Last week, in preparation for Grand Prix Bologna, I playtested a ton of Draft and Team Sealed, but after losing the last round to make Day 2, I decided to play all the Legacy side events on Sunday to prepare for Eternal Weekend and GP Birmingham.

After testing a bunch of combo decks, I am now firmly back on Deathrite Shaman plus Brainstorm, but I’m not 100% sure of the right shell: Delver of Secrets or Baleful Strix?

Last Sunday, I decided to try Sultai Delver, since I love how that deck can mutate post-sideboard by trimming Daze, Delvers, Force of Wills. It’s now a very versatile deck that fits my play style.

Sultai Delver

I went 2-1 and 3-0 in the two side events I played, winning one box and 20 boosters of Dominaria—underlining how great ChannelFireball’s side events are—I played versus every different archetype and lots of nice people. The deck served me well, and I tested a lot of different sideboard plans.

Against Miracles, I was keeping the Delver of Secrets + Daze package on the play and boarding it out on the draw. Dead Weight helped make Tarmogoyf bigger than Gurmag Angler and trigger revolt. Spell Pierce, while it’s worse against Chancellor of Annex, was great to counter Blood Moon and Chandra, Torch of Defiance.

The lack of Sylvan Library and Blue Elemental Blast was noticeable, though. Maybe I’ll find some space for them in my next event.

Despite playing a Delver strategy, my love for Liliana, the Last Hope continues, and I ran two copies. She has always overperformed against every kind of fair deck, from Death & Taxes to Miracles.

And since the real Liliana was wandering around the venue—escorted by Karn himself—I didn’t want to miss an opportunity to take a picture with my favorite cosplayer!

There’s some merit to playing Liliana of the Veil in a mix of the two. Overall, though, I prefer the Last Hope, since slower combo decks like Show and Tell, where Liliana of the Veil shines, are on the decline, as well as Tarmogoyf decks. Against fair decks, Liliana, the Last Hope is better positioned.

Original lists played four Tarmogoyf, as that was the mark of Sultai Delver, but I chose to trim one for Baleful Strix—I just can’t picture myself playing a fair blue-black deck without it. It raises the blue count for Force of Will and helps you against Delver of Secrets, since this deck doesn’t play that many removal spells for it.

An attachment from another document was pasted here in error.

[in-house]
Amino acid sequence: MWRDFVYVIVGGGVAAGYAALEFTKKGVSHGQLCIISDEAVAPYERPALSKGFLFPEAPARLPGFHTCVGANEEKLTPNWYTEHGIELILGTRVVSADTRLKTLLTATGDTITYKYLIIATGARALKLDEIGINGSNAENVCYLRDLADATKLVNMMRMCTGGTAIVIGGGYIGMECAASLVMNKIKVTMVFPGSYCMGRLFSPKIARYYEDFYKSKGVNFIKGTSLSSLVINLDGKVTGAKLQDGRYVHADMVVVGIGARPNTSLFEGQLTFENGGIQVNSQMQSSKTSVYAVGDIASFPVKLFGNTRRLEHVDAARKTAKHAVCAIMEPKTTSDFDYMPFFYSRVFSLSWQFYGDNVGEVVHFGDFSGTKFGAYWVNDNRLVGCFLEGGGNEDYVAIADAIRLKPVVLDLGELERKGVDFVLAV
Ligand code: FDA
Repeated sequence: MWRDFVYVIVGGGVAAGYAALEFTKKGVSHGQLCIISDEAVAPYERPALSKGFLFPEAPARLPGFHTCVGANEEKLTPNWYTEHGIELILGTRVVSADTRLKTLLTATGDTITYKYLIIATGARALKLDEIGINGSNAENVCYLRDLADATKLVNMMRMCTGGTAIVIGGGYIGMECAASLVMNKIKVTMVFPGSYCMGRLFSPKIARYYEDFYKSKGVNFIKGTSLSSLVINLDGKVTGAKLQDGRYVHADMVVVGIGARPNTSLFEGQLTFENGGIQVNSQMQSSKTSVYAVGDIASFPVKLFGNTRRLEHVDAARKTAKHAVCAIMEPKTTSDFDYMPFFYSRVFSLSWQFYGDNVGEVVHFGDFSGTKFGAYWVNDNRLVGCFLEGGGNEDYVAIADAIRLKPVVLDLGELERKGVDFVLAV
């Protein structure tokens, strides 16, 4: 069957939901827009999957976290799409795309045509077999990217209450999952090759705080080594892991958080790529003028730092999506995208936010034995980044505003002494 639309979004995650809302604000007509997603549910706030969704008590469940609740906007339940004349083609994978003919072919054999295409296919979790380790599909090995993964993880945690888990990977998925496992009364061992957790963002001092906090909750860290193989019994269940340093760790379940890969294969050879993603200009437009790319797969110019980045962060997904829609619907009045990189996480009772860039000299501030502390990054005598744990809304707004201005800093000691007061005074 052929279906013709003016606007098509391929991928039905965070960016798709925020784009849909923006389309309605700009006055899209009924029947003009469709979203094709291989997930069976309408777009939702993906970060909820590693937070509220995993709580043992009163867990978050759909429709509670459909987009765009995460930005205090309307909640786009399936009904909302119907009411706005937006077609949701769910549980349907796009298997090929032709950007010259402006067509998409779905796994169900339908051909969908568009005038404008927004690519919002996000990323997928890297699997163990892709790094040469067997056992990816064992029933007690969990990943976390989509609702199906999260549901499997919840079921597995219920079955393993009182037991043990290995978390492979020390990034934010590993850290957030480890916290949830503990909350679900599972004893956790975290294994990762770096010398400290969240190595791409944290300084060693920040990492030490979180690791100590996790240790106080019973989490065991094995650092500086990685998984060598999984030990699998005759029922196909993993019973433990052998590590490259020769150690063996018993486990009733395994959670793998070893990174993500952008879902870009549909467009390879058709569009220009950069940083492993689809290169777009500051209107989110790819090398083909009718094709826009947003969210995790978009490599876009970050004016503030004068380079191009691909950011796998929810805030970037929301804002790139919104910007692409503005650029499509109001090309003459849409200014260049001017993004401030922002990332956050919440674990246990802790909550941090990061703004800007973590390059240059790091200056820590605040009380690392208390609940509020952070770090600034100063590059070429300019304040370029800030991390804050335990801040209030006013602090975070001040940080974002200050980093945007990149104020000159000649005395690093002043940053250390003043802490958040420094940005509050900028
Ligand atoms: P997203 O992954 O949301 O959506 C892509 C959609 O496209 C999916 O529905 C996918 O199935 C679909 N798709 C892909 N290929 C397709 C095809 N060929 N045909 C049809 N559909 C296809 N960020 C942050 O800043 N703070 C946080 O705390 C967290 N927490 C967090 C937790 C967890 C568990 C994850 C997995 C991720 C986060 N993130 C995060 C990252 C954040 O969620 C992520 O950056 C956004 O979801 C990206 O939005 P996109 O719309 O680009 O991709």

Tombstalker has always been a 2-of in this deck, but I trimmed one to make space for a Leovold, Emissary of Trest. While Tombstalker fits perfectly in the style of the deck, being basically unkillable by any Delver strategy or Sultai Deck, it’s nonblue and expensive, bad against white decks, and not that fast against combo. If you play Sultai colors, you have to play at least one Leovold, so here we are.

One of the critiques of Sultai Delver is that it doesn’t have enough spells to flip Delver of Secrets. In fact, I’m only playing 24. Though it isn’t that unusual to set up the top of your deck with Brainstorm, which might look like a bad play, but it grants you 3 damage. Sometimes you need to play Brainstorm plus fetchland in your main phase to get rid of extra lands or redundant copies of Hymn to Tourach and Force of Wills, but other times your hand will be already good, so shuffling just one card away is good enough to play it in upkeep.

The upside of playing only 24 spells, over the 27/28 that Grixis Delver plays, is that you get to play 20 lands!

The reason I don’t like Grixis Delver, and never find myself playing those strategies, is that it only plays 14 colored lands, and that’s so few considering that you need at least two to function properly. Lots of your games will be decided by mana screw, whereas this deck plays way better against those Wasteland, Rishadan Port strategies because of the extra lands.

Other than that, playing two extra lands provides a transformational sideboard plan that other Delver decks can’t afford to play.

Having access to Jace, the Mind Sculptor, Leovold, Emissary of Trest, Snapcaster Mage, Life from the Loam, and Hymn to Tourach turns you into a Sultai Control deck, leaving your opponent unsure of how to sideboard and approach the game. This is a strong weapon, especially if you can revert back to your original game plan for game 3.

If you run this kind of transformational sideboard, shuffle in 15 cards instead of just taking 9 or 10 and pulling them away—this is a strong signal that will help your opponent sideboard.

This weekend I’ll be in Paris, at Eternal weekend, battling Legacy and Vintage. I love Eternal formats, and I love that there are such big events supported by Wizards. I don’t think that they necessarily need to be GPs, and I love that this year there is even one in Asia, which I would love to attend!